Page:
I began my IT career in the mainframe world. I got my first taste as a 16 year-old schoolboy on a work experience placement (changing tapes on ICL 1900 mainframes at the local hospital) and then as part of my Computer Studies degree I joined ICL, a name now consigned to the history books, where I learnt about Series 39 mainframes and VME as part of my time attached to an operating system support team. It could have been very different – I had the chance to start out with IBM, where I would have learnt about the world of OS/2, RS/6000s, AS/400s and System/390 mainframes. Nowadays I’m employed by a systems integrator, working almost exclusively with Microsoft products, so when I had the chance to attend a session about Microsoft Host Integration Server (HIS) 2004 at Microsoft’s IT Forum Highlights event, I decided to take a look at how a Microsoft infrastructure can integrate with the world of IBM zSeries mainframes and the systems network architecture (SNA) using HIS, which Microsoft claims can leverage existing host assets to integrate IBM mission-critical host applications, data sources, messaging and security systems with new solutions developed using the Microsoft Windows Server System platform.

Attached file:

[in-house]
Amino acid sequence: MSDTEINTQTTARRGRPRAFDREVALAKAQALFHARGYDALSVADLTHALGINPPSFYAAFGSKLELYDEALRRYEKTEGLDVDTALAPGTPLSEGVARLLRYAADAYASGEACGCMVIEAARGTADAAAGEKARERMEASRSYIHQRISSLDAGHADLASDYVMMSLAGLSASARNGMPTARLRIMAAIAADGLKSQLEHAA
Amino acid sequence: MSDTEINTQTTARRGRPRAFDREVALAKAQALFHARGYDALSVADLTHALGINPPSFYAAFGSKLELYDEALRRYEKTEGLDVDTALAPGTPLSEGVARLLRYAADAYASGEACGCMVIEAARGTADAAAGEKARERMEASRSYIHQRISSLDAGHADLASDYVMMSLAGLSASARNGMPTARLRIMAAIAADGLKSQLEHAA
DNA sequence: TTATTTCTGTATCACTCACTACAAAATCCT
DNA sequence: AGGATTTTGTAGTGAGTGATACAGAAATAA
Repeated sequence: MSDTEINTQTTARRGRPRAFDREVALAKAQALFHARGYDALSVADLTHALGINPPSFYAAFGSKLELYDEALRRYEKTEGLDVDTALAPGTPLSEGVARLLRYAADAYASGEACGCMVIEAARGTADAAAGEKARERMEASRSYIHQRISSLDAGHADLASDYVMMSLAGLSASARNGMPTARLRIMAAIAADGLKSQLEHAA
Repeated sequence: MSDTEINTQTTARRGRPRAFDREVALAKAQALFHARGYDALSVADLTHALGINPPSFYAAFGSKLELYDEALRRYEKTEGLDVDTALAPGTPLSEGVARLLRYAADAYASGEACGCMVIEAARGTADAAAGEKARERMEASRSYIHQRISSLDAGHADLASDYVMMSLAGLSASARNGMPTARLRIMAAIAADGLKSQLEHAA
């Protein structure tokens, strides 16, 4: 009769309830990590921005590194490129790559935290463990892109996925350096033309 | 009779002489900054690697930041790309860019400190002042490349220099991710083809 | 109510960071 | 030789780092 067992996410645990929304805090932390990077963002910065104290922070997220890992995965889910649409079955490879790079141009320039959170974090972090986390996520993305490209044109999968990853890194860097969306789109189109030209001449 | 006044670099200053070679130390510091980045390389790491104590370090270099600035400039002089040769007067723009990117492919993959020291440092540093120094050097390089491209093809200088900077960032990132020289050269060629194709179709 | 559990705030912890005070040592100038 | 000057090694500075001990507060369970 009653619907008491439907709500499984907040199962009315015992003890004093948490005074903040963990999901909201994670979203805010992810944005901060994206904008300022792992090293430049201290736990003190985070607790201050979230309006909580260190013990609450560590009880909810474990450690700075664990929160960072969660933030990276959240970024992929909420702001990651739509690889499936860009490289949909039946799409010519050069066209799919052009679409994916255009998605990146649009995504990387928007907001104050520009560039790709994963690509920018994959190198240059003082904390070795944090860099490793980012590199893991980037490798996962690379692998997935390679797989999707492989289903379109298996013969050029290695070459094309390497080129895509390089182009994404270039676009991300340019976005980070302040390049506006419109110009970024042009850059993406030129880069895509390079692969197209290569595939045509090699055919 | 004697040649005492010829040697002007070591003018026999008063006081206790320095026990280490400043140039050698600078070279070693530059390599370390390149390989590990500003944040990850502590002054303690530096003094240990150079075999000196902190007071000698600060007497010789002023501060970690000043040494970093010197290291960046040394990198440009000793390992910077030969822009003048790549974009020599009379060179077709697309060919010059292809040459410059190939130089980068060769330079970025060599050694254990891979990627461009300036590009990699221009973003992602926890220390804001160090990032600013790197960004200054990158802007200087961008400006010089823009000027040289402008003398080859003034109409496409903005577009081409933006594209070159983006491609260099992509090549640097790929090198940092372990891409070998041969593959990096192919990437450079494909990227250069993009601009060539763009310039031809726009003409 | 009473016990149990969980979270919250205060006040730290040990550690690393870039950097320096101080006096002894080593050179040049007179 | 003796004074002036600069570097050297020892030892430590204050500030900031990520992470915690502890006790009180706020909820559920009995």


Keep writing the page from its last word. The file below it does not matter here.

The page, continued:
Michael Platt (an IT Pro Evangelist for Microsoft UK) explained that it is surprisingly difficult to integrate mainframes with Windows systems because of the way they view the network and there are five levels of integration to consider:
- Application (e.g. CICS).
- Data (DB2 is different on a mainframe to on UNIX).
Different acronyms are used by Windows and mainframe technologies and it is important to outline some terms which may help to put the rest of this post into context:
- A PC to host gateway is concerned with translation between PCs and mainframe physical units (PUs) and logical units (LUs).
- LUs may be 3270 or 5250 terminals, which originally used co-axial connections over which SNA was run. Then, in the 1980s, SNA 6.2 brought support for peer-to-peer networks. The old co-axial connections were replaced with token ring (and eventually Ethernet) LANs using a data communications and terminal controller (DTC) or dial-up synchronous data link control (SDLC) over X.25 for WANS.
- Front end processors (FEPs) relieve some of the processing from the mainframe CPU and these are examples of PUs.
- SNA gateways consolidate branch traffic for transmission across the network.